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Carl P. Paladino has a message for New York’s Republican Party: Find a candidate for governor next year who is well-known, well-financed and truly “Republican,” or he will run on the Conservative Party line himself.

If he were to run as a Conservative candidate for governor, his campaign could wreak havoc with the state GOP.

“We have to have that kind of candidate or I will take the Conservative line, bring the Conservative line to Row B, and waste an election,” Paladino told The Buffalo News last week after Tuesday’s elections and the unofficial kickoff of Gov. Andrew M. Cuomo’s campaign for a second term.

It was Paladino’s strongest hint yet that he may repeat his 2010 campaign to become governor.

Those urging him to run on the Conservative line seek to stave off a “moderate” Republican from becoming the nominee, while establishing the Conservative Party and Paladino as the voices of conservatism in New York State.

So far, Paladino is embracing an idea that could either anoint him as Republican kingmaker or the Conservative candidate.

Since losing to Cuomo by 62.6 percent to 33.3 percent in 2010, Paladino has participated in many tea party rallies, made endorsements of candidates outside of Western New York and participated in events across the state in recent months.

The Buffalo developer and Board of Education member has campaigned for conservative candidates and been warmly received at Conservative Party events.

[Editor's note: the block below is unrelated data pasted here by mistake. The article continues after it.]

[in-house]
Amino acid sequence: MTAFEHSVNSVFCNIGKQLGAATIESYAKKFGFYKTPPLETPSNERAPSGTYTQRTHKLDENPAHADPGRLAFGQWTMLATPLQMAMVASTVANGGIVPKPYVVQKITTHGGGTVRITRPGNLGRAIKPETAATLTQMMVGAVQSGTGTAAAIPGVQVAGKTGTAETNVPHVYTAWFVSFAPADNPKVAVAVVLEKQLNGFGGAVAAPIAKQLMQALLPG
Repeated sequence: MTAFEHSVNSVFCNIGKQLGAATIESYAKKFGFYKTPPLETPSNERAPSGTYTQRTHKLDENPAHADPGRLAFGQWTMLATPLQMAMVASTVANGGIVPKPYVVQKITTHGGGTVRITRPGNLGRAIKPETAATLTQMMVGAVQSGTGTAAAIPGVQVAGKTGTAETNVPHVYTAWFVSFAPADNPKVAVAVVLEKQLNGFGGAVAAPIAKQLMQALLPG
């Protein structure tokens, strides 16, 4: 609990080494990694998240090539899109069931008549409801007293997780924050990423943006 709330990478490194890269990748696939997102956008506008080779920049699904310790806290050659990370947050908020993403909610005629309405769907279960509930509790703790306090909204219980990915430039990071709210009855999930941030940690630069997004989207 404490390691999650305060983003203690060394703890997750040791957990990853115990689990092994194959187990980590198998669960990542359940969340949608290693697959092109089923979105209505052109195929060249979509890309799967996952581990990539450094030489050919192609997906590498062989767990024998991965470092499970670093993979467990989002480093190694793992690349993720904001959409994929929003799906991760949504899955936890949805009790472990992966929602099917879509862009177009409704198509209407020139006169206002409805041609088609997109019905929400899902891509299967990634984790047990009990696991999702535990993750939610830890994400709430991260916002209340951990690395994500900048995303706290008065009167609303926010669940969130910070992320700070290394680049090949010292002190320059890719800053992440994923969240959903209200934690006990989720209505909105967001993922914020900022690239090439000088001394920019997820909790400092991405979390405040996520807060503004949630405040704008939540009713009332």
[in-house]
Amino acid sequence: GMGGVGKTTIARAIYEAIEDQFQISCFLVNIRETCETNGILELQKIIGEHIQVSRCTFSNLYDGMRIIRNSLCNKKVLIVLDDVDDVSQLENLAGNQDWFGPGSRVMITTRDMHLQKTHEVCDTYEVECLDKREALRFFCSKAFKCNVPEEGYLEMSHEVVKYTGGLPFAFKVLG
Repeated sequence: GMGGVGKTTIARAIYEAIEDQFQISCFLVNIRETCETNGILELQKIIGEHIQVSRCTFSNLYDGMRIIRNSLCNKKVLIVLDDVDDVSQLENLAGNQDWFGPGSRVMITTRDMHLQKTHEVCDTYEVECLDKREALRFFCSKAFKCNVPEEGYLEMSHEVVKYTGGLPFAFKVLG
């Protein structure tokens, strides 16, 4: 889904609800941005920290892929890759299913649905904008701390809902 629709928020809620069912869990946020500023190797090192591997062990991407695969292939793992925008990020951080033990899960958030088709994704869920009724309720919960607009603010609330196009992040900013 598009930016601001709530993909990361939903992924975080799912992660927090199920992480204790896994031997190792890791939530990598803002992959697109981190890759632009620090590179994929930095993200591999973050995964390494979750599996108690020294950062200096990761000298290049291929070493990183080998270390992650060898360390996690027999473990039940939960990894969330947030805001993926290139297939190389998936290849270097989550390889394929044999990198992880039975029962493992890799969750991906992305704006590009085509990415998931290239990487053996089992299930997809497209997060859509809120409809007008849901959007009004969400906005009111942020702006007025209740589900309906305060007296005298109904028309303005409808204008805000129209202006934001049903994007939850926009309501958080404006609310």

These efforts have not escaped the attention of state Conservative Chairman Michael R. Long of Brooklyn.

“Carl, after the last race was over, didn’t just pick up his marbles and go home,” Long said. “He ran for the School Board. He’s been very visible in local politics and supporting various candidates. He’s been very visible on the SAFE Act. So I think you have an awareness by the Western New York population that Cuomo’s policies have failed.”

Paladino’s threat to run as a Conservative and split Cuomo’s opposition carries a double whammy for the GOP. No Republican has won statewide office without Conservative Party support since 1974. In addition, a strong showing by Paladino on the Conservative line could end the Republican patronage jobs on boards of elections throughout the state and threaten to reduce the GOP to the third line on the ballot statewide.

The Conservatives almost pulled off such a scenario in 1990 when the GOP tapped an obscure and eccentric economic consultant named Pierre A. Rinfret to challenge then-Gov. Mario M. Cuomo, father of the current governor. As Rinfret imploded, Conservative candidate Herbert I. London came with 1 percentage point of gaining Row B. In fact, he finished second in Erie County.

The Conservative Party may be flexing as much muscle now as ever since it was formed in 1962 to counter the then-Gov. Nelson A. Rockefeller’s “moderate” course for the GOP.

If he does run for governor, his purpose would be to supplant the “Rockefeller Republicans” with the Conservative Party.

While Paladino tries to turn the New York Republican Party to the right, some national Republicans look to New Jersey Gov. Chris Christie as the kind of centrist capable of leading the party back to the White House.